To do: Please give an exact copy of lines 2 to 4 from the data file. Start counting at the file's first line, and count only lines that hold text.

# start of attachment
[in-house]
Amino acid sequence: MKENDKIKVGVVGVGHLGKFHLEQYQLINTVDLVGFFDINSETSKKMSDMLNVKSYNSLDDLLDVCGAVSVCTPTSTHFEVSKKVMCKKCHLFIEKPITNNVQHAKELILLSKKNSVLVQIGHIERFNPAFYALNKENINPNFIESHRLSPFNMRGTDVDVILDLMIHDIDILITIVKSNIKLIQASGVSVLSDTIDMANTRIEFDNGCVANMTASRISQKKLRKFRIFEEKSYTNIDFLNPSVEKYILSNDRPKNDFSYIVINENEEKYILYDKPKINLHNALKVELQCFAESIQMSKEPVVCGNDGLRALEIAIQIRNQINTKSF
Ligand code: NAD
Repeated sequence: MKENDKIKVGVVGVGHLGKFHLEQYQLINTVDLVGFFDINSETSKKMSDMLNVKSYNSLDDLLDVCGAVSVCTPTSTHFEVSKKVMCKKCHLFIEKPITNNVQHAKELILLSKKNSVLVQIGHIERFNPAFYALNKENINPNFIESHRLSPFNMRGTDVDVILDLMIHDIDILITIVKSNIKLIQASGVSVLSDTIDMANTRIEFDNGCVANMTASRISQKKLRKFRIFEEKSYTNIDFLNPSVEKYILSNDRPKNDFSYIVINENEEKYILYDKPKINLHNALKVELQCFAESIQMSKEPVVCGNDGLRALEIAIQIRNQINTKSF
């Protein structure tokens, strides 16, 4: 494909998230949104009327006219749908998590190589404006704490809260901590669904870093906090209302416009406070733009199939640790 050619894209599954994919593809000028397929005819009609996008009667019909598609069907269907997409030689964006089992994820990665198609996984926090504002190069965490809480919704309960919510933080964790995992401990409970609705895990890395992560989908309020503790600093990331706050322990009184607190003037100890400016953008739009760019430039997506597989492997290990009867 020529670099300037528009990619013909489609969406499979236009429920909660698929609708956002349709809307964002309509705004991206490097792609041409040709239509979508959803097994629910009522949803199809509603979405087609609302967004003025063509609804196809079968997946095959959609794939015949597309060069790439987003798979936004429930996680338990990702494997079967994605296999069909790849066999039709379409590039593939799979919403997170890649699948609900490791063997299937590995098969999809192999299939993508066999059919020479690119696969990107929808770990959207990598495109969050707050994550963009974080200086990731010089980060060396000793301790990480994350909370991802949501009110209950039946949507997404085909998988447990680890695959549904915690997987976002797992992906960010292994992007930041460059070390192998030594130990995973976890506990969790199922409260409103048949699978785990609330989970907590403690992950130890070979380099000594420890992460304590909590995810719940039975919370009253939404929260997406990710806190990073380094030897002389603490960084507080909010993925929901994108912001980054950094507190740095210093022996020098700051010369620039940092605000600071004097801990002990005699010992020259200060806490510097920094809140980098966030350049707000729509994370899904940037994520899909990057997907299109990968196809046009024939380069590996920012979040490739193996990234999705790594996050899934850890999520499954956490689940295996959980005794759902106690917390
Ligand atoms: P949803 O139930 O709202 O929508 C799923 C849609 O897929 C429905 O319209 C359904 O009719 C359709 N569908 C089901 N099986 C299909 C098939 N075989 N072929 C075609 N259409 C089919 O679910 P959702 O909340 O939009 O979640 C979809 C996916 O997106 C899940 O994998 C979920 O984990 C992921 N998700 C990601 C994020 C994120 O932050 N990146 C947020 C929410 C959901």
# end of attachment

Amino acid sequence: MKENDKIKVGVVGVGHLGKFHLEQYQLINTVDLVGFFDINSETSKKMSDMLNVKSYNSLDDLLDVCGAVSVCTPTSTHFEVSKKVMCKKCHLFIEKPITNNVQHAKELILLSKKNSVLVQIGHIERFNPAFYALNKENINPNFIESHRLSPFNMRGTDVDVILDLMIHDIDILITIVKSNIKLIQASGVSVLSDTIDMANTRIEFDNGCVANMTASRISQKKLRKFRIFEEKSYTNIDFLNPSVEKYILSNDRPKNDFSYIVINENEEKYILYDKPKINLHNALKVELQCFAESIQMSKEPVVCGNDGLRALEIAIQIRNQINTKSF
Ligand code: NAD
Repeated sequence: MKENDKIKVGVVGVGHLGKFHLEQYQLINTVDLVGFFDINSETSKKMSDMLNVKSYNSLDDLLDVCGAVSVCTPTSTHFEVSKKVMCKKCHLFIEKPITNNVQHAKELILLSKKNSVLVQIGHIERFNPAFYALNKENINPNFIESHRLSPFNMRGTDVDVILDLMIHDIDILITIVKSNIKLIQASGVSVLSDTIDMANTRIEFDNGCVANMTASRISQKKLRKFRIFEEKSYTNIDFLNPSVEKYILSNDRPKNDFSYIVINENEEKYILYDKPKINLHNALKVELQCFAESIQMSKEPVVCGNDGLRALEIAIQIRNQINTKSF